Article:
1. Start with the crust. Some people buy it. Some people make it. To make your own dough, you can use this website.
Once your dough is cooling off in the fridge you can turn on your oven, heat it to 175°C and prepare a preferably round oven dish with some parchment paper.
2. Cut your apples either in small little chopped squares or just cut them in to thin slices.
3. Meanwhile, heat the butter in a medium saucepan. Then add the apples and raisins and then the orange juice, lemon, sugars, vanilla, cinnamon, nutmeg and cardamom. Bring them to a boil and stir occasionally until you obtain a nice mixture and a great smell. Cover the pan and cook on medium heat for exactly 8 minutes, stirring occasionally. Do not overcook. Uncover apples at the end of cooking and remove from heat and allow to cool.
4. To prepare the dough – whether from your fridge or freezer – make sure it’s not too cold so you can work it. Roll out the dough with a tool or with you hand as flat as possible. Place the flattened dough in your recipient, cut off hanging borders and keep some for the top coat. You can use your fantasy for the top coat. I try to make a little apple too for those who can see. Poor in the apple mixture. Then finish with your top coat. When preparing the actual pie, I always make some tiny little individual portions to share and taste.
5. Bake pie for 45-50 minutes, until the top is golden brown and pie is cooked through. Serve warm or cold, whith some vanilla ice or not. Bon appétit.
Have you ever given up something or someone and replaced it by something much better? You’re talking about your last boyfriend? I’m talking about trading cigarettes for knitting needles. One of my best decisions ever. I quit smoking in October 2010 while on tour with Leonard Cohen in Poland and taught myself how to knit. Being a Gemini, I may be an autodidact but patience is not my strongest asset. I spent hours pausing and playing YouTube tutorials and after a few disastrous pieces of holed rags I made my first scarf.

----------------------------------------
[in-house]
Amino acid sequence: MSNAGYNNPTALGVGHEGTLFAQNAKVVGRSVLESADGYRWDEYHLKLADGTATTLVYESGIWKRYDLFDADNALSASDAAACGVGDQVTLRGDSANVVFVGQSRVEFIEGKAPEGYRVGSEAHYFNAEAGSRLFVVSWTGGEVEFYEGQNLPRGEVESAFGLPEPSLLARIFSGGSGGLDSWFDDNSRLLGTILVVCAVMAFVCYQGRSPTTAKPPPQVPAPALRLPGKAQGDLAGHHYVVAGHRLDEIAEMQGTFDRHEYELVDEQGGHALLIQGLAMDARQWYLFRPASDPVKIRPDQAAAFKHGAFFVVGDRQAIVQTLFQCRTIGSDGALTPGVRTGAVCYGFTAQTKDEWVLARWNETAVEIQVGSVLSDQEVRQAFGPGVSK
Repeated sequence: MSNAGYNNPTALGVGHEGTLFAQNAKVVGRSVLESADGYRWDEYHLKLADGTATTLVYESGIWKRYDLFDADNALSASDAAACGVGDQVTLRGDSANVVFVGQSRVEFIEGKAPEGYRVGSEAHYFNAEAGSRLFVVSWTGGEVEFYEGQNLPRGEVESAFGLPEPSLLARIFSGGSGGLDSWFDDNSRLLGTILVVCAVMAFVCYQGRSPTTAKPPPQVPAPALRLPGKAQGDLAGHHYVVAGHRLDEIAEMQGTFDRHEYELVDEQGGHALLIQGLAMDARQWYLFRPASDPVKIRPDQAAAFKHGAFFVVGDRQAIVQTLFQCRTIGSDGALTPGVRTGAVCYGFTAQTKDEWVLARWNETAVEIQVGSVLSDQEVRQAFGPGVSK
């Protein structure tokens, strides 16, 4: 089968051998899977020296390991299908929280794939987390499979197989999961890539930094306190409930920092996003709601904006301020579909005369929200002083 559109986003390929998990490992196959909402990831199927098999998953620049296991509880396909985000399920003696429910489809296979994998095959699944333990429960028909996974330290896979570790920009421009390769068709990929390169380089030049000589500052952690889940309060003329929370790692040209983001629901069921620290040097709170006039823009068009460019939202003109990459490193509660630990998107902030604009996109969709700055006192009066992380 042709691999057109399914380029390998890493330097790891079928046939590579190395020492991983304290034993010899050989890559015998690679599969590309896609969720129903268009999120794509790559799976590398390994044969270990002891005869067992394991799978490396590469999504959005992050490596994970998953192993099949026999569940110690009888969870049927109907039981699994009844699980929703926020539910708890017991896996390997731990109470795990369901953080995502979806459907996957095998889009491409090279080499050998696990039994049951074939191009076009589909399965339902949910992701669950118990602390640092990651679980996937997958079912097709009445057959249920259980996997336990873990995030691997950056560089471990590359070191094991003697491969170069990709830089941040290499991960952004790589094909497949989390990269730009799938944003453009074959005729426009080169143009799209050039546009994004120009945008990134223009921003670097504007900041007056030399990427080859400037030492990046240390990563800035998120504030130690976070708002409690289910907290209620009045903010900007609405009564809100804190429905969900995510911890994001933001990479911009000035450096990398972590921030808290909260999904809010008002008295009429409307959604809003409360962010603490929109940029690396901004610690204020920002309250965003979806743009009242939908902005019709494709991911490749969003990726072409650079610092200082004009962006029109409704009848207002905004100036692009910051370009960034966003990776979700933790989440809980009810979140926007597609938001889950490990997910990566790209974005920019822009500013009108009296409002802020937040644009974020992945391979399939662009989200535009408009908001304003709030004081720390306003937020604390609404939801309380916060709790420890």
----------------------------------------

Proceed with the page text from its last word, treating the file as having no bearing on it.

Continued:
And then, slowly but surely I started learning more about the wonderful world of knitting. There’s so much to discover about yarn, fibers, needles, techniques, stores etc. Then came the “Life on Mars” labels. Mars is my nickname since childhood, didn’t choose it, never really liked it but as it’s here to stay, why not use it well, right? I mostly knit scarves but I also love to adventure myself in new projects: socks, cowls, dolls, pillows and lately sweaters. My favorite yarn is Worsted Cotton by Blue Sky Alpacas and my favorite stitch is the brioche stitch (tutorial on Newstitchaday)
Knitting is much more than just a craft. A creative process in which every step can be delightful: from thinking and cooking the idea in your head, to finding the right yarn, feeling the fibers, imagining the colors, the actual knitting and until the final result. There’s great satisfaction when you wear your handmade creation or see someone else with it. Is there any sexier gift for your man than a handmade scarf around his neck? Lately, and when my real-job-working-schedule allows it, “Life on Mars” has been expanding to sewing creations like pouches and other accessories. Those items and some of the scarves below are still for sale, contact me for purchase inquiries (or for knitting advice).
I believe there’s also a deeper lever and power to knitting; call it therapy, meditation, whatever. Waiting becomes a different experience, meaning less stress and more zen. While others get nervous standing in lines, you go like “Yesh, I have that much time to do that many lines and finish this or that project”. The repetitive movements and the sound of those bamboo needles rock me into the utmost comfortable well-being.
Shalom… or to my Flemish readers (doe je) Sjaalom…
I don’t know what you do when you’re “surfing” on the net, but often I look for creative projects; for the house, the garden and also a lot of practical things. Now it’s my turn to post a tutorial for a DIY project: how to make a cookie jar out of a shoebox.
1. Start by baking cookies. My 2 favorites are chocolate chip cookies (recipe by Jacques Torres’s Secret Chocolate Chip Cookies) and granola cookies (recipe by Carine Goren)
2. While they bake, take a shoebox and fill the inside with baking paper by stapling it at the corners.
3. Pick some scrapbook paper or any other material (newspaper, photos, magazines) and start gluing. This is where your creative freedom comes in. You could also paint or draw if you have that talent.
4. Take a photo and send it to me 🙂
You can use the box at home but it’s also a great present for home made cookies when you bring them to a diner!